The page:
In that round, the smaller Chocolate stunned Singer with a right to the jaw. Al spent most of the round retreating or holding in between a few flashes of fighting. Kid won the ninth with his body attack, pausing only briefly after eating a hard right.

Singer got back into the fight back in the tenth and won the eleventh. He punctuated the round with a right uppercut that sent Chocolate back to the ropes. Both fighters gave way to desperation in the twelfth and final round as Mayor Jimmy Walker and his opponent in the upcoming election Fiorello La Guardia looked on, all knowing the outcome was in the balance. One judge, George Kelly, favored the Bronx boy while another, Charles Mathison, scored the bout for the man from Havana. The crowd booed vociferously when referee Lou Magnolia's card was announced for Kid Chocolate. Benny Leonard unofficially scored it a draw.

Three weeks after Singer won the title, August 7 to be exact, the man reporters have derisively call the "Keed" steps into the ring again at the Polo Grounds. Newspapers report that Kid hasn't lost a bout in 167 tries although discernable records indicate he was probably something like 55-0-1. He's in tough, but a win will rev up the pressure on Singer to lift his ban. His opponent is comfortably under the lightweight limit, but nearly ten pounds heavier than Chocolate, who tipped the scales at 124.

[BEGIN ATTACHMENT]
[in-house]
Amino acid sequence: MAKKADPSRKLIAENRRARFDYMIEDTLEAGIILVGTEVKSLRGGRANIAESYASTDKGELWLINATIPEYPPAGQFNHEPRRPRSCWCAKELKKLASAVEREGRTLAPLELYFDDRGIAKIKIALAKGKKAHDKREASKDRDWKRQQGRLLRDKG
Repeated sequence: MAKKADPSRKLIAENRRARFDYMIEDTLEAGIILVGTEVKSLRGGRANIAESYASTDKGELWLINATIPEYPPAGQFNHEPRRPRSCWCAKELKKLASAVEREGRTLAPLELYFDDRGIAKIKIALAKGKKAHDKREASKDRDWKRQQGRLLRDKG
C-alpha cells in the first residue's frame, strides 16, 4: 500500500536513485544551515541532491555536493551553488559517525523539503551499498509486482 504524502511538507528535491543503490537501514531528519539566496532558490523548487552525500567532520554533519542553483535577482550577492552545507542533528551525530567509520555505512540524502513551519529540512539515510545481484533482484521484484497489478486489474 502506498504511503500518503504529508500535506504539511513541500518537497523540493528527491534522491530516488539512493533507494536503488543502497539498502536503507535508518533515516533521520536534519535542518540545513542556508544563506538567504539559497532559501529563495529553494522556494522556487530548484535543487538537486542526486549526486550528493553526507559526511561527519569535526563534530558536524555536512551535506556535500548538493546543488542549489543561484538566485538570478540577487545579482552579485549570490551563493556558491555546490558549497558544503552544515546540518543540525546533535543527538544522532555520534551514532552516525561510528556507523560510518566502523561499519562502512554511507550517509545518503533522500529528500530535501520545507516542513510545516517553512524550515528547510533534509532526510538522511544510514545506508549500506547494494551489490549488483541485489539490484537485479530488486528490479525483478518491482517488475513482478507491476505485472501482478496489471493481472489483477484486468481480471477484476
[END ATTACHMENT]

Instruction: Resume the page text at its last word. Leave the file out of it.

Jackie "Kid" Berg talks like he's from the Lower East Side instead of his actual hometown, Whitechapel, England. The Whitechapel Whirlwind, who just so happens to be the current junior welterweight champion, towers over the Cuban Bon Bon as they meet in the center of the ring to exchange blows for this nontitle affair. Berg doesn't use his height. Instead, he unleashes his typical relentless barrage of punches. It's not always pretty, but Berg is the clear aggressor in the fight.

Kid Chocolate dominates Berg when the shorter man boxes, but too often he chooses to ignore his corner to the thrill of about 35,000 spectators. Chocolate's slick defense and movement at times embarrasses the English Jew, but Berg never deviates from his game plan and finishes strong.

Judge Charles Mathison, who scored for Kid Chocolate in the Singer fight, gives the Cuban seven of the ten rounds. But referee Patsy Haley and judge Joe Agnello see it 6-2 and 5-3 respectively for Berg, who sheepishly raises his hand to the dismay of the crowd who jeer the decision. A number of pundits disagree with the official result, but all acknowledge it was a close fight.